Thursday, January 15, 2009



From Seth Frey:

The International Genetically Engineered Machine (iGEM) is coming to Bloomington. It is a contest built on a set of standards that enable students to design novel organisms for engineering purposes with minimal capital and training.

The most fascinating projects I have found are:
-E. Coli that generates peppermint smell when it is growing and banana smell when it stops
-Another organism that emits a red dye if it is in arsenic laced water; providing a cheap arsenic test.
-Photosensitive E.Coli; literal biofilm. In the attached flier, you see a print of the classic "Hello World". There can be no more overt demonstration of the intent to turn biology into engineering/programming.

These are organisms engineered by students with a toolkit of standardized genes. The callout next Thursday is to recruit a team to participate in iGEM2009. Bioengineering experience is not required. The contest was started at MIT and in the past four years has grown from 5 to 84 participating schools from around the world.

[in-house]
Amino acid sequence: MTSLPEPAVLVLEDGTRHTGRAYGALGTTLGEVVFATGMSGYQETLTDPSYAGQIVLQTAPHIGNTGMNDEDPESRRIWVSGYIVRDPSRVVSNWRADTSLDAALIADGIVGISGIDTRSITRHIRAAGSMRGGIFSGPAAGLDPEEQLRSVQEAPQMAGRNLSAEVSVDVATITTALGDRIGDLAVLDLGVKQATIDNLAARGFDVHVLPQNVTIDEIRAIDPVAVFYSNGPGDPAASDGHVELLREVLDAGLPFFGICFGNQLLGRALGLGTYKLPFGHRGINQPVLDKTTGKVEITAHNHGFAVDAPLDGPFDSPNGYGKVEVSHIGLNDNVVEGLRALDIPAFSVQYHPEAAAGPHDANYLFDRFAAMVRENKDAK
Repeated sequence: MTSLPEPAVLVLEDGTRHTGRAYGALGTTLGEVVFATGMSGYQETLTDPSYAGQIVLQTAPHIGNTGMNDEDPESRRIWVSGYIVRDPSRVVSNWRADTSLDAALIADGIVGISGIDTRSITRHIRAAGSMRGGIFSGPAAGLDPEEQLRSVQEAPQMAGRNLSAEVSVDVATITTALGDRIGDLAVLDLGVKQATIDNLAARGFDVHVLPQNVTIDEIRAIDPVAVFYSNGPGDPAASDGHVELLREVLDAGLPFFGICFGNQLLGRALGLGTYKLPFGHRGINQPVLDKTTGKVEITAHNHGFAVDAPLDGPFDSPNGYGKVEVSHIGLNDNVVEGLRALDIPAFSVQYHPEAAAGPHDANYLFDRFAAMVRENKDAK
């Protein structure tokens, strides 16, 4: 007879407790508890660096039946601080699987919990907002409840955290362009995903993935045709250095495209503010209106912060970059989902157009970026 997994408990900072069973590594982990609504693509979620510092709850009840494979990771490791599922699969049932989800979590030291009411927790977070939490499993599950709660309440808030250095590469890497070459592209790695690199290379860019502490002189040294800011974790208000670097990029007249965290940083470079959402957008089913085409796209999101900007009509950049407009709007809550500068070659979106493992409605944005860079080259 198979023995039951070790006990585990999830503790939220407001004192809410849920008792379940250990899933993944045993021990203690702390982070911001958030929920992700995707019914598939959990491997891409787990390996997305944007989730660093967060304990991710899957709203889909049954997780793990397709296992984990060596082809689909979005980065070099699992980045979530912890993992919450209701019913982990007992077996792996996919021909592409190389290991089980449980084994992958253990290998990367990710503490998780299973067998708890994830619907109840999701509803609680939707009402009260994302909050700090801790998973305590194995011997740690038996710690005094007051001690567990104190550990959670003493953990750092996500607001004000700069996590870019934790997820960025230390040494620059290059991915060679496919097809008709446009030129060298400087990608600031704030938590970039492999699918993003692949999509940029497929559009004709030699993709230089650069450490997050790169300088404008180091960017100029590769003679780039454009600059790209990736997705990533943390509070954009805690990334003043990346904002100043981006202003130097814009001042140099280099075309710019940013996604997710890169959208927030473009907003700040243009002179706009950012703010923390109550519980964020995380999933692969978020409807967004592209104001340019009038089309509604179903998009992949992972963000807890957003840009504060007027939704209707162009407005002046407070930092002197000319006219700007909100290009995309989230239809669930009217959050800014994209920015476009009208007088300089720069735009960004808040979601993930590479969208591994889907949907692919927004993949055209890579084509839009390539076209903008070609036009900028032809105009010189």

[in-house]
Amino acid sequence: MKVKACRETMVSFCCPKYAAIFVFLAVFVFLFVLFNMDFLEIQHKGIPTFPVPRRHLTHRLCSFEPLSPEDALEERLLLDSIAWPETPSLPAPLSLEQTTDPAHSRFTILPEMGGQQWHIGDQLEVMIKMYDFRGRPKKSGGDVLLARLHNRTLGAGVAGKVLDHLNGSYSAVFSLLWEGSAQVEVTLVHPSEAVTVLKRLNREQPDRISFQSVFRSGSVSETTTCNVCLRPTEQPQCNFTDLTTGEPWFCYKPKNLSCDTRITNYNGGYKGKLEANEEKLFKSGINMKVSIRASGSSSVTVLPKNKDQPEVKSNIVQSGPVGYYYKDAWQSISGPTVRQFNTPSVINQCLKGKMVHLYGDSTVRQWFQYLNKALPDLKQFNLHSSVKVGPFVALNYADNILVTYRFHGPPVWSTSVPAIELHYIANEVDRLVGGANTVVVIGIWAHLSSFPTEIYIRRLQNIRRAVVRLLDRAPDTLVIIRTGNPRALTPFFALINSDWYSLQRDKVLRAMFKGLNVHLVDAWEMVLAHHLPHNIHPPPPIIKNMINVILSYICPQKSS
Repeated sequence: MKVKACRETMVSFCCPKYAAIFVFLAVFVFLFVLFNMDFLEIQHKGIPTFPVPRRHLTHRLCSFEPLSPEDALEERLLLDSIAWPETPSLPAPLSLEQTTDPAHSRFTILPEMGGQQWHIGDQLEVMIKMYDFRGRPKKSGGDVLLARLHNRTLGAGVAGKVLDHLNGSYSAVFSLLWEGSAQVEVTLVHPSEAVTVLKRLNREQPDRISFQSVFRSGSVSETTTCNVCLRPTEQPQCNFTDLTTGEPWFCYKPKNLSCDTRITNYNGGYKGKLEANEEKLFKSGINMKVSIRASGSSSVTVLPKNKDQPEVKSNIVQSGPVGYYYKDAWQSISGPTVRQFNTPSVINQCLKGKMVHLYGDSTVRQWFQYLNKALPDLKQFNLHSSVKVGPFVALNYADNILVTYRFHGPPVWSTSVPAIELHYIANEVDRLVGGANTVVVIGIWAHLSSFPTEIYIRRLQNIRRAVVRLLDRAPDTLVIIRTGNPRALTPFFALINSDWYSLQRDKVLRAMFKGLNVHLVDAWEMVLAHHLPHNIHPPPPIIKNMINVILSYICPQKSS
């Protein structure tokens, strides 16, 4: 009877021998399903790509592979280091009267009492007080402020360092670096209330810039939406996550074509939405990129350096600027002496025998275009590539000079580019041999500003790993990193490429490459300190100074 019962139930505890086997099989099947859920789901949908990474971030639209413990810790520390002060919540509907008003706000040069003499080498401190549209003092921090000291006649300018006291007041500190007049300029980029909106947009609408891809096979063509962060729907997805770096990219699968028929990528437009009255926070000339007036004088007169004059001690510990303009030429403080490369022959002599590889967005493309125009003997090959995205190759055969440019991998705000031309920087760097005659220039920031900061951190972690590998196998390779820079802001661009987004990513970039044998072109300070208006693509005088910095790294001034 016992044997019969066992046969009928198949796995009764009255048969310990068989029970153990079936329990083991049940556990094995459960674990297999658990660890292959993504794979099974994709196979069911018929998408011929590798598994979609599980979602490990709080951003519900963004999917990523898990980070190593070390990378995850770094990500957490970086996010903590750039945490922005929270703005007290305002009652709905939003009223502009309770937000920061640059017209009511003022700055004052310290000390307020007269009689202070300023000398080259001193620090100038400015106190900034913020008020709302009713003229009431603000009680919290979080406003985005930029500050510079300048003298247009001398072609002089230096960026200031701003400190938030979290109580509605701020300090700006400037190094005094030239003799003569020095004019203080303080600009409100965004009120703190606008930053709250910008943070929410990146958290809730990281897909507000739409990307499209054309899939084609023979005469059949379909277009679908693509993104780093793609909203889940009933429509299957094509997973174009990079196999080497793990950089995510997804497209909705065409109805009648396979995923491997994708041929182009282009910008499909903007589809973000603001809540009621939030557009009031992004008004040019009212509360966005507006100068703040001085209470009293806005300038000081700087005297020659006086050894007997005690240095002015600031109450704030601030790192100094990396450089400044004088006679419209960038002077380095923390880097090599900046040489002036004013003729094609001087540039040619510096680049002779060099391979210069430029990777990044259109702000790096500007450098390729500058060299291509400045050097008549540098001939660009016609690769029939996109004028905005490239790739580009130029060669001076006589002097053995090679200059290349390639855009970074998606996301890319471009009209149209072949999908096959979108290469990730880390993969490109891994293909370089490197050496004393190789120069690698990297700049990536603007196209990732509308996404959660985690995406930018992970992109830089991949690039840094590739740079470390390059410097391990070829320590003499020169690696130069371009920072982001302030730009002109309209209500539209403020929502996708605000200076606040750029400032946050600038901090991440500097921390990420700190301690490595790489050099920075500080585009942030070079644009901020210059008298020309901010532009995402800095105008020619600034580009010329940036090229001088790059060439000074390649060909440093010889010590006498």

Thursday, January 22
6:00 pm to 7:00 pm
Jordan Hall room 239
Pizza at 5:45 pm

And for your browsing pleasure:
iGEM 2008 is the most recent contest.
The Registry of Standard Biological Parts, in which a 'part' is a gene that has been modified to suit the easy-to-work-with BioBrick standard.
OpenWetWare provides tech support.


Luis's choice of illustration is compelling. The prime reason I have been excited about iGEM is its power to make genetic engineering accessible. The question of the morality of genetic engineering in itself is currently irrelevant to influencing what is happening today. The question must be "Will genetic engineering create more public good and less public ill if it is accessible to very the very few who can afford the capitol or if it is available to anyone with a garage and some glorified kitchen appliances?" I myself am not %100, but I am leaning towards the latter. And if iGEM is not the way to make that happen, than it is the way to understand why it shouldn't. Either way, it will be invaluable in helping us find the role for bioengineering in society.
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